Objective: Few data are available on traumatic cardiopulmonary arrest in children. Efforts at resuscitation typically result in heavy utilization of finite resources with little understanding of which characteristics, if any, may be associated with success. The objectives of this study were to describe the outcome of children in traumatic cardiac arrest and to identify patients for whom aggressive resuscitation may or may not be warranted.
Methods: Data were analyzed from a previous study of prehospital pediatric airway management in Los Angeles and Orange Counties, Calif, over a 33-month period. Patients included in this secondary analysis were younger than 13 years and found pulseless and apneic after having had an injury. Data sources included prospective, phone interviews with paramedics after transfer of care to the receiving facility, and chart review to determine outcome. Two main outcomes were assessed: survival and neurological function as measured by the Pediatric Cerebral Performance Category.
Results: The emergency medical services responded to 118 traumatic arrests during the study period. Of these victims, only 6 (5%) survived. Median Injury Severity Score was 25 with an interquartile range of 16 to 75. The survivors all were neurologically impaired with a median Pediatric Cerebral Performance Category of 5 (interquartile range, 4-5).
Conclusions: Children who had trauma resulting in cardiac arrest have universally poor outcomes, and survivors have severe neurological compromise. We are unable to identify a subset of patients for whom aggressive resuscitation is indicated. This is the largest prospective study of pediatric traumatic arrest to date.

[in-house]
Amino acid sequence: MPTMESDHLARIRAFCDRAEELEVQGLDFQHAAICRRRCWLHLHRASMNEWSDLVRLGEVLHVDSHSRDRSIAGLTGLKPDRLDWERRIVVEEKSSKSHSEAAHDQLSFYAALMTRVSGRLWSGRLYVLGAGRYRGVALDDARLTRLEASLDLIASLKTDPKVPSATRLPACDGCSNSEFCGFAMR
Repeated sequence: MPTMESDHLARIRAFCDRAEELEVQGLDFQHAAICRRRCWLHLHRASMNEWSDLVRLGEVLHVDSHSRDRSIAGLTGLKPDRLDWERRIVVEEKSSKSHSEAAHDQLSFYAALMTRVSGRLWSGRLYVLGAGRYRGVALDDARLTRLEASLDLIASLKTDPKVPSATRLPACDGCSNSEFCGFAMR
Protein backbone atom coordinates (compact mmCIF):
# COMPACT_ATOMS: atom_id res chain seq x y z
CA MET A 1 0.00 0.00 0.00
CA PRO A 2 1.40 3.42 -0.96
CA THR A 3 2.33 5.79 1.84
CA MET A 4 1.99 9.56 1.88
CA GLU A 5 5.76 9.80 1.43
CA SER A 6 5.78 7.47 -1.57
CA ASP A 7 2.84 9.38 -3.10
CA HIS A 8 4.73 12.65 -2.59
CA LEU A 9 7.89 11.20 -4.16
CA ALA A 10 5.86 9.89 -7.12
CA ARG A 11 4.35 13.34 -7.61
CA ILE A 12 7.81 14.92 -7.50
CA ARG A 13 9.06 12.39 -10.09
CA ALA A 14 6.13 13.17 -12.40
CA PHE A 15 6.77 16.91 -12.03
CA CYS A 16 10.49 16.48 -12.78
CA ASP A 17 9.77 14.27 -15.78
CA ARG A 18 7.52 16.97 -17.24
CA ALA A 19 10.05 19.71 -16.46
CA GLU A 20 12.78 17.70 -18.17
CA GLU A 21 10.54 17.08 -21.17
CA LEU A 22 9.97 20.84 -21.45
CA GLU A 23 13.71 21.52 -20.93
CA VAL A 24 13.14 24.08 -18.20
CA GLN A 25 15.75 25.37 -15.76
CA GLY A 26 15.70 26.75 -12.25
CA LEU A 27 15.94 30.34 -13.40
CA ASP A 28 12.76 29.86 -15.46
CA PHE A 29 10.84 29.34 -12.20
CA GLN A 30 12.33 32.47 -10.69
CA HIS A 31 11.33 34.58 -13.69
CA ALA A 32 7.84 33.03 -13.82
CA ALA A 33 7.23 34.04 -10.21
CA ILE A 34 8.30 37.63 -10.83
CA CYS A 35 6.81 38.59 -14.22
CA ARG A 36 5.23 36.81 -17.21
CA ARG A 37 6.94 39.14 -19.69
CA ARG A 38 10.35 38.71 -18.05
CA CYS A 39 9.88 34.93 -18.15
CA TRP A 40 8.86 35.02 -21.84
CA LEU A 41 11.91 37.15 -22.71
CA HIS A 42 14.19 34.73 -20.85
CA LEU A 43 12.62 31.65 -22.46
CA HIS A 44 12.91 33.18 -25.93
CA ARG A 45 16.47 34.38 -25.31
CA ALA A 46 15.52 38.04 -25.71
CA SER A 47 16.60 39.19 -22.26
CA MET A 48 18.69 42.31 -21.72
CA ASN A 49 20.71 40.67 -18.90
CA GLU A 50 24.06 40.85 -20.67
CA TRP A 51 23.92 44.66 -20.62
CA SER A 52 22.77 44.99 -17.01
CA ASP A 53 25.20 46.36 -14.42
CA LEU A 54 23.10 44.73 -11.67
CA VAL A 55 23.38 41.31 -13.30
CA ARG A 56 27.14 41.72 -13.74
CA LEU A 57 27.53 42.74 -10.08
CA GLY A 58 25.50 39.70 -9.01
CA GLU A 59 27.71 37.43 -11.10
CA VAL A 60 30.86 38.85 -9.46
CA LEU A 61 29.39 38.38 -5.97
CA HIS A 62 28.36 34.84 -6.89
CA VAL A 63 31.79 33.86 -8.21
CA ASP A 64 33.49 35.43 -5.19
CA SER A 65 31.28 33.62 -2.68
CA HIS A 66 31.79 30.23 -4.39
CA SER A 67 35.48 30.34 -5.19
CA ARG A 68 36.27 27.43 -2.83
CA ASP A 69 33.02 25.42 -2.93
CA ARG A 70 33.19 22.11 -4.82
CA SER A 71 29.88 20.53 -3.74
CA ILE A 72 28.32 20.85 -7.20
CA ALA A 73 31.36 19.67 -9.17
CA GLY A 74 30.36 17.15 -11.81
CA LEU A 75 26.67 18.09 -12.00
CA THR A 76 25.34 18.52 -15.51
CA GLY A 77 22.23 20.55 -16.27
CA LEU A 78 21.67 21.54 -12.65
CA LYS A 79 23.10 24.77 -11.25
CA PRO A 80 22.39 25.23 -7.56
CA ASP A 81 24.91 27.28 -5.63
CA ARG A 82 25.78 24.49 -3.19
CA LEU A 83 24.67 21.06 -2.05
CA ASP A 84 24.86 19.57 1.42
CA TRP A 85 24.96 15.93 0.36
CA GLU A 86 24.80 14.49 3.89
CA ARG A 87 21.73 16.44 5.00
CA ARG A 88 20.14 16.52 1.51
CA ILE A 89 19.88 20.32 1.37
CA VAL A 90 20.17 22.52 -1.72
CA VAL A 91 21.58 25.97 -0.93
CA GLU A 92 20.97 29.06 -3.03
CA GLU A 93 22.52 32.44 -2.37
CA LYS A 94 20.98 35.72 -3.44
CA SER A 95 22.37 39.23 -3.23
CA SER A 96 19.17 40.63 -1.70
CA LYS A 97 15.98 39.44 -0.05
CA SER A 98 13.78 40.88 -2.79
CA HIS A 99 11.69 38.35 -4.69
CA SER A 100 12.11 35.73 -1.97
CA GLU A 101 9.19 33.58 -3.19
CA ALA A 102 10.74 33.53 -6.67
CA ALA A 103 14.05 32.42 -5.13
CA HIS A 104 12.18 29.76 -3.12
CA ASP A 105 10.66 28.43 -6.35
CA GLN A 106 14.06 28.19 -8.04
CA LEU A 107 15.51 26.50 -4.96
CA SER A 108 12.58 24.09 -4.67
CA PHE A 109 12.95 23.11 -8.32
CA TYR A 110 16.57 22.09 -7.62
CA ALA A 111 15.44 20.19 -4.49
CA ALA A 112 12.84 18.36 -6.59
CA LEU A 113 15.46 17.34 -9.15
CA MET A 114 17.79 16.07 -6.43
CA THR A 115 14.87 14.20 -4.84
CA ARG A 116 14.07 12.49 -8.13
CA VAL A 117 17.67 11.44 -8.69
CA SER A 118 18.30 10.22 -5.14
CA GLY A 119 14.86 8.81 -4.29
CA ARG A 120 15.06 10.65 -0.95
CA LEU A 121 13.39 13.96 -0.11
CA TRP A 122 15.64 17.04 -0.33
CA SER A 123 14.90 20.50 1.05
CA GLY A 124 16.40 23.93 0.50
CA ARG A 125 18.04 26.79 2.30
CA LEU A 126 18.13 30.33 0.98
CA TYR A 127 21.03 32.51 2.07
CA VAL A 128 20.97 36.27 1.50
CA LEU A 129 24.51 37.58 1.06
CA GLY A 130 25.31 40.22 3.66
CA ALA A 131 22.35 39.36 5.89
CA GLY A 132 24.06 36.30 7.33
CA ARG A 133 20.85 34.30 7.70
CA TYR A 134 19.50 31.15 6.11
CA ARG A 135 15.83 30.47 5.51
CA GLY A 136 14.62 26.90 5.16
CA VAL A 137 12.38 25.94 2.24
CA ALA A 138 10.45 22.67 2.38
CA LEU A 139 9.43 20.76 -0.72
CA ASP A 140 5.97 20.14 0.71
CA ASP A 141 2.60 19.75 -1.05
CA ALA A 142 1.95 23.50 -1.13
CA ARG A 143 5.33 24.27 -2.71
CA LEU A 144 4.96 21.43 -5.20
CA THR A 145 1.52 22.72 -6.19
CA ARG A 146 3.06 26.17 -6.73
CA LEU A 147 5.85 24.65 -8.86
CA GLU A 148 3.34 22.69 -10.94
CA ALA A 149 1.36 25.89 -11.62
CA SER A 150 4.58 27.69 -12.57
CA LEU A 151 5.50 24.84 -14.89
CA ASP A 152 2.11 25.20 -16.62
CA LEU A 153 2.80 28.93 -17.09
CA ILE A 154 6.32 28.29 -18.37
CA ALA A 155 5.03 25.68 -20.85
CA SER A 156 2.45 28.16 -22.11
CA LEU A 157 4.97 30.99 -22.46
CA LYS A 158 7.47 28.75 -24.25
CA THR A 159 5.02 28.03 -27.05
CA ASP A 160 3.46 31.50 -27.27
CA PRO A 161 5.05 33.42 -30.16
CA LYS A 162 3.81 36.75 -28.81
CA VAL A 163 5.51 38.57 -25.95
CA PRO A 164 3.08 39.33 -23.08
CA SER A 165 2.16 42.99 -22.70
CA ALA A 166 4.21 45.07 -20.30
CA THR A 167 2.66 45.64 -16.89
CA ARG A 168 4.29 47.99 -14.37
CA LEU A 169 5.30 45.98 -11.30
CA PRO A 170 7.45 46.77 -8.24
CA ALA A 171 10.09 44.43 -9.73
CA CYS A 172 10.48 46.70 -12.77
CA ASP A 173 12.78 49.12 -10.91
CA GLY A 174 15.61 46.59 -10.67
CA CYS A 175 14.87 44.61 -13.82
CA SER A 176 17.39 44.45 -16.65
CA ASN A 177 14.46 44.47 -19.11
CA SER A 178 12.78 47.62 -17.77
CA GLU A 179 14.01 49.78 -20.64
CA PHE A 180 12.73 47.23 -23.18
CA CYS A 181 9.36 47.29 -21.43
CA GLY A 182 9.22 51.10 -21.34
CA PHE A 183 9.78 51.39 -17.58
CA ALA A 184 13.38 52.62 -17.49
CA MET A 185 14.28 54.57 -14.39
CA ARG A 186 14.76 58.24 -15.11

From the *Department of Emergency Medicine, Harbor UCLA Medical Center; †Department of Medicine, David Geffen School of Medicine at UCLA; ‡Los Angeles Biomedical Research Institute at Harbor-UCLA Medical Center; §Department of Pediatrics, David Geffen School of Medicine at UCLA; and ∥Department of Surgery, Harbor UCLA Medical Center, Torrance, CA.
Reprints: Seth L. Brindis, MD, Department of Emergency Medicine, Harbor UCLA Medical Center, 1000 W Carson St, Box 21, Torrance, CA 90509 (e-mail: firstname.lastname@example.org).
The authors acknowledge grant support to Marianne Gausche-Hill, MD, from the following agencies: Agency for Health Care Policy and Research and the Health Resources and Service Administration (grant 1RO1 HS 9166); the State of California Emergency Medical Services (EMS) Authority under Special Projects Grants (grants EMS 2031, 3036, 4051, 5034); and the Maternal and Child Health Bureau in collaboration with the National Highway Traffic Safety Administration, Health Resources and Services Administration (grant MCH-064004).
Abstract presented at the American Academy of Pediatrics National Conference and Exhibition, Washington, DC, October 17, 2009.